FACTORS THAT RAISE ETHICAL STANDARDS IN BUSINESS
In the study cited earlier, the two factors that raise ethical standards the most, according to the respondents, are
1. Public disclosure and publicity and
2. The increased concern of a well-informed public.
These factors are followed by government regulation and by education to increase the professionalism of business managers.
For ethical codes to be effective, provisions must be made for their enforcement. Unethical managers should be held responsible for their actions. This means that privileges and benefits should be withdrawn and sanctions should be applied. Although the enforcement of ethical codes may not be easy, the mere existence of such codes can increase ethical behavior by clarifying expectations. On the other hand, one should not expect ethical codes to solve all problems. In fact, they can create a false sense of security. Effective code enforcement requires consistent ethical behavior and support top management.
Another factor that could raise ethical standards is the teaching of ethics and values in business and other schools and universities. The Harvard business School has come under severe criticism by its own president, Derek Bok, for the lack of teaching of human values. With the help of business executives, the school hired Dean John McArthur and faculty members trained to teach ethics to give direction to the school. While financial aspects received less attention in the revised curriculum, more emphasis was given to people skills and ethical behavior. Since Harvard has one of the largest numbers of business-school graduates holding top managerial positions, a somewhat greater awareness of the ethical dimension in managing may be expected.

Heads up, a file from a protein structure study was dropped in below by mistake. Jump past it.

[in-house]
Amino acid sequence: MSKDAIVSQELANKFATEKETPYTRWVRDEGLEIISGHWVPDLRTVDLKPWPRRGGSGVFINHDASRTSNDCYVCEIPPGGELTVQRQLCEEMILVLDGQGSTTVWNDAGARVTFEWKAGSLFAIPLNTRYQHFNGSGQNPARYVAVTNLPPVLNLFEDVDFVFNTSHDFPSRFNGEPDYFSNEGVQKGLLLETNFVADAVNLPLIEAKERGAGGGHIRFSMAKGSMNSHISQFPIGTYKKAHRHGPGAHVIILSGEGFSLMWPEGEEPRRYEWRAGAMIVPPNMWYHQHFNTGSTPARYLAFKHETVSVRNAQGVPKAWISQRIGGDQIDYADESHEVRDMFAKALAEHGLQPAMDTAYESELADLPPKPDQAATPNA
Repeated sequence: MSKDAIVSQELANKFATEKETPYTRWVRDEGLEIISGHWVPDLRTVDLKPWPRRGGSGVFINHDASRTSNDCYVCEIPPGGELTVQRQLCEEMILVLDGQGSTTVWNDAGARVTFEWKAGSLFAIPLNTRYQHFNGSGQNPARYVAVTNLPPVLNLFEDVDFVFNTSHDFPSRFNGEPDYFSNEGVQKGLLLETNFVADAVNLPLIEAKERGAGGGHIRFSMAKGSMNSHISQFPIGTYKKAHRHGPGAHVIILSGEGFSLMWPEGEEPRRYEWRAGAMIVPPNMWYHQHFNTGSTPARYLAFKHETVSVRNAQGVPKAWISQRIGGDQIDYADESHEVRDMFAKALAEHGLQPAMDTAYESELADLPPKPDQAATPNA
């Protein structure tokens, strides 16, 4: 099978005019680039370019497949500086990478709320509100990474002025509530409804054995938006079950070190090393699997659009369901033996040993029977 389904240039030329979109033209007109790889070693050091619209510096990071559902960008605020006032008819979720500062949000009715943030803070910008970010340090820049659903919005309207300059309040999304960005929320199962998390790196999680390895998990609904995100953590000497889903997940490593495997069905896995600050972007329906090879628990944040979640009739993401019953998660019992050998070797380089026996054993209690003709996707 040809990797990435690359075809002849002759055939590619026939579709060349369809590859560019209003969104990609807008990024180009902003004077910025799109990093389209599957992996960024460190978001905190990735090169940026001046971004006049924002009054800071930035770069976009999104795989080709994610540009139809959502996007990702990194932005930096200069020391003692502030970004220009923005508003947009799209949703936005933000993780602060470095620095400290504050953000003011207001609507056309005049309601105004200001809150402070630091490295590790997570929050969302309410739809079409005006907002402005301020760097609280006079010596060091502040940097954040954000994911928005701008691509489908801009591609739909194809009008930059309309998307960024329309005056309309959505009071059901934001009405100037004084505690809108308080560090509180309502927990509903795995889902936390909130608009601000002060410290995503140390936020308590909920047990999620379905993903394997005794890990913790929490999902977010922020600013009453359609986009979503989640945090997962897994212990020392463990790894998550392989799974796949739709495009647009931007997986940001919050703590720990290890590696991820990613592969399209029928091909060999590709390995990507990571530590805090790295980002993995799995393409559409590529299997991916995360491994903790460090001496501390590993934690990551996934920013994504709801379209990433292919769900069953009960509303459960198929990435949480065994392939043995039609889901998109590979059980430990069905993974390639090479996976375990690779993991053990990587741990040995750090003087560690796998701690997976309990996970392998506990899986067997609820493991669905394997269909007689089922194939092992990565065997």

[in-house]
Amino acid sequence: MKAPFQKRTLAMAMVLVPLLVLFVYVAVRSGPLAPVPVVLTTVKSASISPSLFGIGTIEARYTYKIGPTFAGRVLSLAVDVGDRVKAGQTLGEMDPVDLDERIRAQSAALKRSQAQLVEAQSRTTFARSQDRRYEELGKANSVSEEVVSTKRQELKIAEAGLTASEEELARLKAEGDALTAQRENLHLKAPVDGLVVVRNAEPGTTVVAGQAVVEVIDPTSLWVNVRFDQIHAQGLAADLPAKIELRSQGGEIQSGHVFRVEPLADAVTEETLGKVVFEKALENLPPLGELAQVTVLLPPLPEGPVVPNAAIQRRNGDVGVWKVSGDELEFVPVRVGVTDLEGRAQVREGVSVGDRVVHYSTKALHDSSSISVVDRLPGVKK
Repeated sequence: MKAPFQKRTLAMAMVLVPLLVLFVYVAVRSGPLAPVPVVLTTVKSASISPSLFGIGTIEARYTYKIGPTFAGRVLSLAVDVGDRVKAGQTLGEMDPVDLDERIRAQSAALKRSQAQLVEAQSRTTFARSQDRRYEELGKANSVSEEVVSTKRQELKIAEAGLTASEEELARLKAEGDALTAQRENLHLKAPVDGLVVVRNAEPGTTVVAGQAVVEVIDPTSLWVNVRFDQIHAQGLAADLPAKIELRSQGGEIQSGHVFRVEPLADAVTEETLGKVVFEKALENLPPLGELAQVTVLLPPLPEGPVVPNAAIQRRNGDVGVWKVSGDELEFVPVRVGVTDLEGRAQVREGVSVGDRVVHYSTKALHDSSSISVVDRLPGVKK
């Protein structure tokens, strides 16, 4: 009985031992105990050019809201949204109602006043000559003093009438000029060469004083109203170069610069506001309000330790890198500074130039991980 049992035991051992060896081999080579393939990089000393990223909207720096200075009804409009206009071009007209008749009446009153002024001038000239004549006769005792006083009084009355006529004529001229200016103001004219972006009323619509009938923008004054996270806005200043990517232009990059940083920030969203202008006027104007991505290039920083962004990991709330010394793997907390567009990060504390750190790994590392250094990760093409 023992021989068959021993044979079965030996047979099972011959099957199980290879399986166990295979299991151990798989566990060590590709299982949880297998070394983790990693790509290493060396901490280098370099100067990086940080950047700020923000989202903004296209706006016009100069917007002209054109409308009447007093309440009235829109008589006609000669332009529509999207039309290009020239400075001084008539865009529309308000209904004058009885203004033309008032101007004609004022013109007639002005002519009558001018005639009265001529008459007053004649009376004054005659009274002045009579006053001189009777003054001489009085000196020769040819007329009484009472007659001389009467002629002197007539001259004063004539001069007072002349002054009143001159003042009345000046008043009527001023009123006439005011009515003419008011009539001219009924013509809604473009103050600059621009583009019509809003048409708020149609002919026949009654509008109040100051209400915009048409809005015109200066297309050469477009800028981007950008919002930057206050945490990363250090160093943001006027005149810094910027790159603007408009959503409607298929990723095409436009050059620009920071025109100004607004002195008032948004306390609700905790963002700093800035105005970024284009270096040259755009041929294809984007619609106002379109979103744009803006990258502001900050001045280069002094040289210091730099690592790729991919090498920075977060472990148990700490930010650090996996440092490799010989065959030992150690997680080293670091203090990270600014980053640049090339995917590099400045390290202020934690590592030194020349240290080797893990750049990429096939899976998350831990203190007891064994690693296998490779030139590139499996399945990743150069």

The need for improvement of ethical behavior has become clear by way of some widely publicized cases. Saul Gellerman examined three in greater detail: the Manville Corporation, which apparently hid the real danger of asbestos; Continental Illinois Bank, in which some managers misinterpreted the overall interest of the enterprise; and E.F. Hutton and company, which pleaded guilty to mail and wire fraud.
In light of his analysis, Gellerman made several suggestions, such as:
1. Provide clear guidelines for ethical behavior.
2. Teach ethical guidelines and their importance.
3. In gray areas where there are questions about the ethics of an action, refrain from it.
4. Set up controls (e.g. establish an auditing agency reporting to outside directors) that check on illegal or unethical deeds.
5. Conduct frequent and unpredictable audits.
6. Punish trespassers in a meaningful way, and make it public so that it may deter others.
7. Emphasize regularly that loyalty to the company does not excuse improper behavior or actions.